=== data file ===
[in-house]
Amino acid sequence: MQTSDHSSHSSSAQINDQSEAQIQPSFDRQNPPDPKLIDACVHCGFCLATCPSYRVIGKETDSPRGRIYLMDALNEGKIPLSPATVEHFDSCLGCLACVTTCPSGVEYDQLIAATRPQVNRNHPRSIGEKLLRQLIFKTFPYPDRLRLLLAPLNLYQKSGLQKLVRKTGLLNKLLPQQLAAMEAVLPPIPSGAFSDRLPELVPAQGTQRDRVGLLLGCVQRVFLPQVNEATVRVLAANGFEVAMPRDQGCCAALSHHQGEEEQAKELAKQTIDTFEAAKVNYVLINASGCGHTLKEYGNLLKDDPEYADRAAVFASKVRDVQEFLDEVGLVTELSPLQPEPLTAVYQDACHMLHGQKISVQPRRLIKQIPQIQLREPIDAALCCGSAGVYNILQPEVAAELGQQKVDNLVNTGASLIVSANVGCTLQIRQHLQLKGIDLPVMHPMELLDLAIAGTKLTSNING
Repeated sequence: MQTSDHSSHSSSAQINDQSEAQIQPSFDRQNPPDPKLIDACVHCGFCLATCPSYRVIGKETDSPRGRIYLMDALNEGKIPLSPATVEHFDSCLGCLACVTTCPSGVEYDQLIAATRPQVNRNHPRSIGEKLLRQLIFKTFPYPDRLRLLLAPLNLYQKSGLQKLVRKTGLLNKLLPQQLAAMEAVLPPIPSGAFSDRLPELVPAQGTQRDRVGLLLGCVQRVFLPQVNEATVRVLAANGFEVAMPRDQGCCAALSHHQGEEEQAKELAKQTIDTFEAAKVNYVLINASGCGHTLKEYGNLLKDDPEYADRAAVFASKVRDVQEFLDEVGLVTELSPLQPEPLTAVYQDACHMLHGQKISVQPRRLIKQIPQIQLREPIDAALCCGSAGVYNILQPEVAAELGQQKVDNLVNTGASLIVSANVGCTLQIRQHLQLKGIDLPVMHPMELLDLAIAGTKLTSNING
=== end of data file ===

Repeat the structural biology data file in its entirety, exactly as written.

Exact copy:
[in-house]
Amino acid sequence: MQTSDHSSHSSSAQINDQSEAQIQPSFDRQNPPDPKLIDACVHCGFCLATCPSYRVIGKETDSPRGRIYLMDALNEGKIPLSPATVEHFDSCLGCLACVTTCPSGVEYDQLIAATRPQVNRNHPRSIGEKLLRQLIFKTFPYPDRLRLLLAPLNLYQKSGLQKLVRKTGLLNKLLPQQLAAMEAVLPPIPSGAFSDRLPELVPAQGTQRDRVGLLLGCVQRVFLPQVNEATVRVLAANGFEVAMPRDQGCCAALSHHQGEEEQAKELAKQTIDTFEAAKVNYVLINASGCGHTLKEYGNLLKDDPEYADRAAVFASKVRDVQEFLDEVGLVTELSPLQPEPLTAVYQDACHMLHGQKISVQPRRLIKQIPQIQLREPIDAALCCGSAGVYNILQPEVAAELGQQKVDNLVNTGASLIVSANVGCTLQIRQHLQLKGIDLPVMHPMELLDLAIAGTKLTSNING
Repeated sequence: MQTSDHSSHSSSAQINDQSEAQIQPSFDRQNPPDPKLIDACVHCGFCLATCPSYRVIGKETDSPRGRIYLMDALNEGKIPLSPATVEHFDSCLGCLACVTTCPSGVEYDQLIAATRPQVNRNHPRSIGEKLLRQLIFKTFPYPDRLRLLLAPLNLYQKSGLQKLVRKTGLLNKLLPQQLAAMEAVLPPIPSGAFSDRLPELVPAQGTQRDRVGLLLGCVQRVFLPQVNEATVRVLAANGFEVAMPRDQGCCAALSHHQGEEEQAKELAKQTIDTFEAAKVNYVLINASGCGHTLKEYGNLLKDDPEYADRAAVFASKVRDVQEFLDEVGLVTELSPLQPEPLTAVYQDACHMLHGQKISVQPRRLIKQIPQIQLREPIDAALCCGSAGVYNILQPEVAAELGQQKVDNLVNTGASLIVSANVGCTLQIRQHLQLKGIDLPVMHPMELLDLAIAGTKLTSNING